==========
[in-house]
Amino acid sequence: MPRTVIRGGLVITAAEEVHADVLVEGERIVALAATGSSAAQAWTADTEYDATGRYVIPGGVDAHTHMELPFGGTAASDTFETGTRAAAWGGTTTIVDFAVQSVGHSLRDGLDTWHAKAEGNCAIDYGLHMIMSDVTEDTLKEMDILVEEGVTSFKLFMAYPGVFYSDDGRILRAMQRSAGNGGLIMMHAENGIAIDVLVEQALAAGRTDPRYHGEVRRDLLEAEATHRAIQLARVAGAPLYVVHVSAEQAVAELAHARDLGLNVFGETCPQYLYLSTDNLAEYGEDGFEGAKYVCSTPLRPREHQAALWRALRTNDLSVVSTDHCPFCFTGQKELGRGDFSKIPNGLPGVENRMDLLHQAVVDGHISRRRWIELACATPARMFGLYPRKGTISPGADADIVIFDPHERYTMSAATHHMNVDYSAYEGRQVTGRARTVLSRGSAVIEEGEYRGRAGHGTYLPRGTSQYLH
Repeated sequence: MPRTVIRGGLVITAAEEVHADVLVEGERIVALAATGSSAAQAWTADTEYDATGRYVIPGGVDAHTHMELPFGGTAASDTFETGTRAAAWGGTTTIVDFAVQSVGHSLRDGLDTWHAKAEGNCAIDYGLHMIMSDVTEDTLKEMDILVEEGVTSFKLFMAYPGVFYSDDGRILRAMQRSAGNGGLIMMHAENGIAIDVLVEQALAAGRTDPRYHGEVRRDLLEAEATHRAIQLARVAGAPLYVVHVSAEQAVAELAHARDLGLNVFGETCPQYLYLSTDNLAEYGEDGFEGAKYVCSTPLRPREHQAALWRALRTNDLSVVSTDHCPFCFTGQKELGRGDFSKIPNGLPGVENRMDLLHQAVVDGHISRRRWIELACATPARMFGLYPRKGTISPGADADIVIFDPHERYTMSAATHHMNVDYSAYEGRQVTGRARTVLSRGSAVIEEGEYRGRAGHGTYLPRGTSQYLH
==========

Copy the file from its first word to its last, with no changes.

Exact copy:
[in-house]
Amino acid sequence: MPRTVIRGGLVITAAEEVHADVLVEGERIVALAATGSSAAQAWTADTEYDATGRYVIPGGVDAHTHMELPFGGTAASDTFETGTRAAAWGGTTTIVDFAVQSVGHSLRDGLDTWHAKAEGNCAIDYGLHMIMSDVTEDTLKEMDILVEEGVTSFKLFMAYPGVFYSDDGRILRAMQRSAGNGGLIMMHAENGIAIDVLVEQALAAGRTDPRYHGEVRRDLLEAEATHRAIQLARVAGAPLYVVHVSAEQAVAELAHARDLGLNVFGETCPQYLYLSTDNLAEYGEDGFEGAKYVCSTPLRPREHQAALWRALRTNDLSVVSTDHCPFCFTGQKELGRGDFSKIPNGLPGVENRMDLLHQAVVDGHISRRRWIELACATPARMFGLYPRKGTISPGADADIVIFDPHERYTMSAATHHMNVDYSAYEGRQVTGRARTVLSRGSAVIEEGEYRGRAGHGTYLPRGTSQYLH
Repeated sequence: MPRTVIRGGLVITAAEEVHADVLVEGERIVALAATGSSAAQAWTADTEYDATGRYVIPGGVDAHTHMELPFGGTAASDTFETGTRAAAWGGTTTIVDFAVQSVGHSLRDGLDTWHAKAEGNCAIDYGLHMIMSDVTEDTLKEMDILVEEGVTSFKLFMAYPGVFYSDDGRILRAMQRSAGNGGLIMMHAENGIAIDVLVEQALAAGRTDPRYHGEVRRDLLEAEATHRAIQLARVAGAPLYVVHVSAEQAVAELAHARDLGLNVFGETCPQYLYLSTDNLAEYGEDGFEGAKYVCSTPLRPREHQAALWRALRTNDLSVVSTDHCPFCFTGQKELGRGDFSKIPNGLPGVENRMDLLHQAVVDGHISRRRWIELACATPARMFGLYPRKGTISPGADADIVIFDPHERYTMSAATHHMNVDYSAYEGRQVTGRARTVLSRGSAVIEEGEYRGRAGHGTYLPRGTSQYLH